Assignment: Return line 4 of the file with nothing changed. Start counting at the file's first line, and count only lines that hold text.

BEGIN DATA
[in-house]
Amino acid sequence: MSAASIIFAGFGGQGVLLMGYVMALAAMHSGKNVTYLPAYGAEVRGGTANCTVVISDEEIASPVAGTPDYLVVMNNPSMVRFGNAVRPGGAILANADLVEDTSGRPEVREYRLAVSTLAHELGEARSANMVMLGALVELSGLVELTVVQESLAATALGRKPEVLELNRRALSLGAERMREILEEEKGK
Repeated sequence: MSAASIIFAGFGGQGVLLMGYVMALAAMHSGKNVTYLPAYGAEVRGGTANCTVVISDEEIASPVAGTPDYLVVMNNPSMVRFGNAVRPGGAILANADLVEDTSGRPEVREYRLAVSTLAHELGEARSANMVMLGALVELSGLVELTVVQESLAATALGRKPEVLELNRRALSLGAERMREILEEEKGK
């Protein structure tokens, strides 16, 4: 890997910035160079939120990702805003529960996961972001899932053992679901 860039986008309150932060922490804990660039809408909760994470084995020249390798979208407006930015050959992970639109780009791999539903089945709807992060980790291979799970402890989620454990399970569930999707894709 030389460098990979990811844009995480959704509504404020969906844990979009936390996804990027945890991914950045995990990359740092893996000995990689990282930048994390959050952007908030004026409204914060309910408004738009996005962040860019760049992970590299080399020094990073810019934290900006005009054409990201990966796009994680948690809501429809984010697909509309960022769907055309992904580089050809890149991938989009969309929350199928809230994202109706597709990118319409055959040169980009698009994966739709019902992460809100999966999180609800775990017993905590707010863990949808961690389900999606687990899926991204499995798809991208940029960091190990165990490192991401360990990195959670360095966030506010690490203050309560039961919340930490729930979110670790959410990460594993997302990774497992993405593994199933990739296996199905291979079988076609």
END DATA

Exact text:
């Protein structure tokens, strides 16, 4: 890997910035160079939120990702805003529960996961972001899932053992679901 860039986008309150932060922490804990660039809408909760994470084995020249390798979208407006930015050959992970639109780009791999539903089945709807992060980790291979799970402890989620454990399970569930999707894709 030389460098990979990811844009995480959704509504404020969906844990979009936390996804990027945890991914950045995990990359740092893996000995990689990282930048994390959050952007908030004026409204914060309910408004738009996005962040860019760049992970590299080399020094990073810019934290900006005009054409990201990966796009994680948690809501429809984010697909509309960022769907055309992904580089050809890149991938989009969309929350199928809230994202109706597709990118319409055959040169980009698009994966739709019902992460809100999966999180609800775990017993905590707010863990949808961690389900999606687990899926991204499995798809991208940029960091190990165990490192991401360990990195959670360095966030506010690490203050309560039961919340930490729930979110670790959410990460594993997302990774497992993405593994199933990739296996199905291979079988076609």